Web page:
Will You Take My Picture???

An analysis of the newest old trend: disposable cameras


At running camp, the boys’ team practice their routine for the camp lip- sync battle (our team should’ve won).

The 90s’ are back, as the decades old trend of disposable cameras rise in popularity in 2022.

These nostalgic memory-savers are seen at any function, from concerts to parties to simple weekend hangouts. People dedicate entire Instagram accounts to sharing their film pictures, and I’d be lying if I said I didn’t have multiple film pictures hung up on my bedroom wall. In the most basic terms, disposable cameras are loved for the

Izzy and I cool off in the stream after a five mile run.

nostalgia they bring to the photographer.

Your iPhone may bring practicality, but being able to hold up your little green camera
and yell “cheese!” makes the individual photo so much more special. Each camera comes with 27 pictures, so each click must be taken with careful consideration. The simplicity of a single click contrasts the photos on digital phones, bringing back fond memories of photography in the late 20th century. Whether you’re going for the aesthetic Y2K, granola girl, or anywhere in between, the warm, grainy texture of the film encapsulates a certain vibe often unsuccessfully depicted in filters. While practically anything can be received with the touch of a button in the digital age, the anticipation of taking in the experiences captured is wonderful, and receiving the pictures after development feels like reliving your experience all over again.

One of my favorite memories of summer of ‘22 was the week of my running camp; the week of a lifetime that I got to capture on film.

Along with several of my teammates, I spent a week in the mountains of northern Vermont running, crosstraining, learning about health, and socializing with other cross country athletes. Seven days full of running-related activities was heaven on earth for the runners of ELHS.

As any summer camp would, the time flew by faster than our varsity team. Before we knew it, we were on our way back to Connecticut, reminiscing over lip-sync battles and workouts through the pine forests. Lucky for us, we had a disposable camera full of our memories just waiting to share all the emotions it had captured.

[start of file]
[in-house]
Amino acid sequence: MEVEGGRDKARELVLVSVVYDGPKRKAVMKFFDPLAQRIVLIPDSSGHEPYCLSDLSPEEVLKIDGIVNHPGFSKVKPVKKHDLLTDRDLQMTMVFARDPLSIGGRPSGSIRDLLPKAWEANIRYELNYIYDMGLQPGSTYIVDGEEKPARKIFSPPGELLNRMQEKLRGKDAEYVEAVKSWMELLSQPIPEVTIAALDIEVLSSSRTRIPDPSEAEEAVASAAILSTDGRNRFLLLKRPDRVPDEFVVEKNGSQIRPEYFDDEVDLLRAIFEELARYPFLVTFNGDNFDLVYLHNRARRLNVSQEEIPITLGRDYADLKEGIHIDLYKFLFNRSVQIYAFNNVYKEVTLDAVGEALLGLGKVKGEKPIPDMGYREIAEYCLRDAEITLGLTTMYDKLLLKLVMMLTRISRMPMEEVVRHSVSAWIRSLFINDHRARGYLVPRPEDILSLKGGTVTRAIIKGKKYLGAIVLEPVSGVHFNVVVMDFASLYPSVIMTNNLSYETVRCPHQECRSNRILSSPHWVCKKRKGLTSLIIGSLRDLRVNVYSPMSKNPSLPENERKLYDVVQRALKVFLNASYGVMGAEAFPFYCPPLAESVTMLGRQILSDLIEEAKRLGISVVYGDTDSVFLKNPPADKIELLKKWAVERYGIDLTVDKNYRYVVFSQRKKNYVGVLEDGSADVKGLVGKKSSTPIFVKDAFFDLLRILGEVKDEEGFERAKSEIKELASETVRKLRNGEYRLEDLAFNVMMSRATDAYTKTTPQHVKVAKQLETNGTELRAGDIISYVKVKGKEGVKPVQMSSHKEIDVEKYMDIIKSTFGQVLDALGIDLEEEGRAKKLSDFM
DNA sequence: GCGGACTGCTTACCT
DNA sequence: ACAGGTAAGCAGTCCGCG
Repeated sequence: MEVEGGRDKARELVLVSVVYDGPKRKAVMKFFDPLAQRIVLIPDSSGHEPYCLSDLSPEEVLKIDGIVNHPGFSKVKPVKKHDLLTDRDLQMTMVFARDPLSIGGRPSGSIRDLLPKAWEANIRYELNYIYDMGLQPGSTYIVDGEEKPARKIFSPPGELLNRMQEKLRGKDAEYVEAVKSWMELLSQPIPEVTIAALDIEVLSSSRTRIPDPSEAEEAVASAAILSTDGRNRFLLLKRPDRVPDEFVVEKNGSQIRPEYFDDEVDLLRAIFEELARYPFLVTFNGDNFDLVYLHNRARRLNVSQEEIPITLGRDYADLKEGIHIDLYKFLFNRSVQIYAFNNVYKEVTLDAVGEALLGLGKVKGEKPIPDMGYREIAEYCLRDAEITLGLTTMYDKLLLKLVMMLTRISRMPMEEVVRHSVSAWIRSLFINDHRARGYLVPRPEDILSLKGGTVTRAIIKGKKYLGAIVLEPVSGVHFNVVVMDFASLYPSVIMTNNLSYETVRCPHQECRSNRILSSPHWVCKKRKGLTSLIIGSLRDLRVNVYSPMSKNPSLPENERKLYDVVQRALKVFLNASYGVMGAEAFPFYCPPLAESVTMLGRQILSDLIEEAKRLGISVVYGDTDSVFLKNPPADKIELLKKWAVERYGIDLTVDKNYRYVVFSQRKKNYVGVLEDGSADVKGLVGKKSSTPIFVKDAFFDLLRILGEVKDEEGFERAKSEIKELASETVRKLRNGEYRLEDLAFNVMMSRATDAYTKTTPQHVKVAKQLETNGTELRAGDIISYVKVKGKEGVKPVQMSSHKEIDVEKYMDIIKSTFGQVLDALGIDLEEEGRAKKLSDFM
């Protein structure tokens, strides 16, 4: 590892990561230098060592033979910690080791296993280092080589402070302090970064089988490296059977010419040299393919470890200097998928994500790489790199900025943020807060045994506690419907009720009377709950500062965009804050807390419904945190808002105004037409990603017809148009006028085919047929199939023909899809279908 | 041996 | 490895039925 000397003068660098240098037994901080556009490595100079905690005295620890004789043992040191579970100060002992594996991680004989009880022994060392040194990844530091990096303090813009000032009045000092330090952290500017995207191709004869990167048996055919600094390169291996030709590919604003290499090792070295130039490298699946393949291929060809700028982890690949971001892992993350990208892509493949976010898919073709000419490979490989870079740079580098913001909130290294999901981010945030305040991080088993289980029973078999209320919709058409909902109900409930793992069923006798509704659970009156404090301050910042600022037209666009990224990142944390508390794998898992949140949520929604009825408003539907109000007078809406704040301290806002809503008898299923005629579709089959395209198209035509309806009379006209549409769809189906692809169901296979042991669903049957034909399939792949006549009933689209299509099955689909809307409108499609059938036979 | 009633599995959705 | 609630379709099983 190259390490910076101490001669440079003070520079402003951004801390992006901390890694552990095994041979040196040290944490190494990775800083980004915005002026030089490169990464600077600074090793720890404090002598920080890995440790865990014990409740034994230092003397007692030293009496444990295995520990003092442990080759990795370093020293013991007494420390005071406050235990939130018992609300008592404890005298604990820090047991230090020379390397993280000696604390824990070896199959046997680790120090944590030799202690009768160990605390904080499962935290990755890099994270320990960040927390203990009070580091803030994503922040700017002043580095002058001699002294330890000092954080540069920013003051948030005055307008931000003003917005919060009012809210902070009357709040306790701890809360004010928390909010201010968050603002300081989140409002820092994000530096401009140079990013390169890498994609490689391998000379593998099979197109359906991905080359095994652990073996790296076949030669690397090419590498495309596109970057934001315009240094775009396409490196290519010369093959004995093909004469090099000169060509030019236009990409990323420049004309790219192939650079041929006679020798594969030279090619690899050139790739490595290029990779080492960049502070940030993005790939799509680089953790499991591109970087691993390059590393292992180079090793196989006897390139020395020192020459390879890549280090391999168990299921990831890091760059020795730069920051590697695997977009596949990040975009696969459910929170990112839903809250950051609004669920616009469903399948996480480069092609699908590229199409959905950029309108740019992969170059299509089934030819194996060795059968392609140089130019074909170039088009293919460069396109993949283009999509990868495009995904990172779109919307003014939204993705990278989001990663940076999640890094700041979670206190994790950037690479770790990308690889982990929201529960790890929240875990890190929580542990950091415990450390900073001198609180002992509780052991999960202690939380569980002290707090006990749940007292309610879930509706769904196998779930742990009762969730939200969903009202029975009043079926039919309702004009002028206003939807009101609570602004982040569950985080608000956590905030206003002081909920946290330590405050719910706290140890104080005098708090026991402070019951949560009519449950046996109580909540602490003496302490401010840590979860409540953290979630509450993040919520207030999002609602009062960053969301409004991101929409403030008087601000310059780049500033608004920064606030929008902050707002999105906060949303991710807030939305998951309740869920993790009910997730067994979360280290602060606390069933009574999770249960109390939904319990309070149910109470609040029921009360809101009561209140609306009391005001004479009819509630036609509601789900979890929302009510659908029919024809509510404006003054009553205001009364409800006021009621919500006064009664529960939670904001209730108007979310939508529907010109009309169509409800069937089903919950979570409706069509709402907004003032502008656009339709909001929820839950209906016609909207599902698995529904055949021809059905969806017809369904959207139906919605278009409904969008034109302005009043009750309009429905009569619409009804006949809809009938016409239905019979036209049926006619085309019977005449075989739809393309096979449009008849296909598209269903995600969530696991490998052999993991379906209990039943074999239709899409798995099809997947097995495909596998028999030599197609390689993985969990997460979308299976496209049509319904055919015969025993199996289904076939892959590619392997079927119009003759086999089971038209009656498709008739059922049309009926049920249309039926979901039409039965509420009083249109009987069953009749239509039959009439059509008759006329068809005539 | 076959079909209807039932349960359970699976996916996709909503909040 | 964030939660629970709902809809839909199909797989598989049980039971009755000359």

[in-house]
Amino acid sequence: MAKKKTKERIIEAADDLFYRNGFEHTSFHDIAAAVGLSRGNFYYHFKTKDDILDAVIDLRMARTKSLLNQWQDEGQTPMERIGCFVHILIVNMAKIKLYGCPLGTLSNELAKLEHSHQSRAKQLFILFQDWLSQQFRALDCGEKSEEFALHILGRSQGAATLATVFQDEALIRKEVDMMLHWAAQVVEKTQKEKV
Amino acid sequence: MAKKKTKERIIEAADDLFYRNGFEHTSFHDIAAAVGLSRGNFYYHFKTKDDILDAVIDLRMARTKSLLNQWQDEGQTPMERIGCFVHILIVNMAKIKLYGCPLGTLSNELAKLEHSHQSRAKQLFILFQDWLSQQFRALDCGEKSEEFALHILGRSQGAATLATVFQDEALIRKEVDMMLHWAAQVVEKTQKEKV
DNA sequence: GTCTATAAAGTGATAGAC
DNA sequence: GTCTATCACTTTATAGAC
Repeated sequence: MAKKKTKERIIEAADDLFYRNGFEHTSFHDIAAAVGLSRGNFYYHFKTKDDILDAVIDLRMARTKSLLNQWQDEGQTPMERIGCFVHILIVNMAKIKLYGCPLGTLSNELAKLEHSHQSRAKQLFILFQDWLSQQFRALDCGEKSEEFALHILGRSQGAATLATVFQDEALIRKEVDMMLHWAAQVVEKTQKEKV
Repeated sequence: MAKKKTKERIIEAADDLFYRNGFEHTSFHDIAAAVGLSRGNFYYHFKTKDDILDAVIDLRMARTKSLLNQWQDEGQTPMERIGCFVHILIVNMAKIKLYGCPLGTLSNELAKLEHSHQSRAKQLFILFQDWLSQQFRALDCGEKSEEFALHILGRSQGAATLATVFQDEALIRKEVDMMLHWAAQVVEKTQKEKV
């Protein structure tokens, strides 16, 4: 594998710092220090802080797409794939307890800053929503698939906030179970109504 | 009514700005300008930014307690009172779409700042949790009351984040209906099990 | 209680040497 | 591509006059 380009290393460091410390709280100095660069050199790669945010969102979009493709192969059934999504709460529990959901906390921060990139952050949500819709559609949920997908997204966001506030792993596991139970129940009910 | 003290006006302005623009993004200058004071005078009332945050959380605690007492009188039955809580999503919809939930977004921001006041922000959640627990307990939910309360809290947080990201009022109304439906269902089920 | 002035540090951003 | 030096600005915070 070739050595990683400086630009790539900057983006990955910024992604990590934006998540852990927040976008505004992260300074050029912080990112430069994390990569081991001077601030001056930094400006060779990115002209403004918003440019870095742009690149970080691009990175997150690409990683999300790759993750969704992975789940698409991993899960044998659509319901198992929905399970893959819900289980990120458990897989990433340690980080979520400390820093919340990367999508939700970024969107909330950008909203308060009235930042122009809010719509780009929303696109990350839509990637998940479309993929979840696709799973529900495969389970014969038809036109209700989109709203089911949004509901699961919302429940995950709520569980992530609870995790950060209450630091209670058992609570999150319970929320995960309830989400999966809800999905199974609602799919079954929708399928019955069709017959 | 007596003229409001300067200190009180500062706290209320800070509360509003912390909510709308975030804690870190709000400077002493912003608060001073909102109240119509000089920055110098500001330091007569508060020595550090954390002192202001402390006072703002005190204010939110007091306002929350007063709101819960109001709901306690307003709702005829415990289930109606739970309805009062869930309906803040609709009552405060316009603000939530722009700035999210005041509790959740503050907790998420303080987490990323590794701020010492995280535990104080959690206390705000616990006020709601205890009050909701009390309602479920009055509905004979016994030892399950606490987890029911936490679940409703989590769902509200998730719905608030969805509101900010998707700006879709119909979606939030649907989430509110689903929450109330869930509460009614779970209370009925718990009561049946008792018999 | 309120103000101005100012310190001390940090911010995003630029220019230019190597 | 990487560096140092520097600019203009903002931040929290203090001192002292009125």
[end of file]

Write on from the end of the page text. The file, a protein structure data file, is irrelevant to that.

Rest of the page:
How do you use them?

These cameras can be bought at almost any drug store, including both the CVS and Walgreens right next to the high
school. You have 27 photos to take before you bring it back for the camera to be developed. Obviously, this can’t always be helped, but there are a couple things you can do to optimize turnout:

1: Use Flash!!

On the front of most cameras, there’s a little switch where you can click on the flash – turn it on! Unless you’re shooting at a reflective surface, this feature makes sure your subject isn’t too dark and can create some super

At running camp, the boys’ team practice their routine for the camp lip- sync battle (our team should’ve won).

cool lighting only captured with the disposable camera.

2: Stay Still.

This camera is nowhere near as advanced as your iPhone 14, so you and your subject should avoid much movement so as not to blur the picture to an unrecognizable state. That being said, a blurry action shot might be what you’re going for.

3: Get Close.

Going back to tip #1, your flash is only going to travel so far. So that your photo isn’t underexposed, you need to make sure your subject is properly lit up and in the center of the photo. A good rule of thumb is to make sure you’re within 5-10 feet from your subject, meaning a huge group shot might not be ideal unless you don’t mind taking the risk of a no-so- clear shot.

4: Take care of your lens!

Use caution when handling your disposable camera. Sure, it isn’t $800 like your cell phone, but a scratched up or smudged lens still won’t produce quality pictures. Wipe off the lens if you drop it or handle it with your fingers. Body oil is “not very aesthetic of you.” Also, take note of where your fingers are while you capture the moment. The accidental finger photobomb is “not it,” and you definitely don’t want to hide the oh-so-needed flash.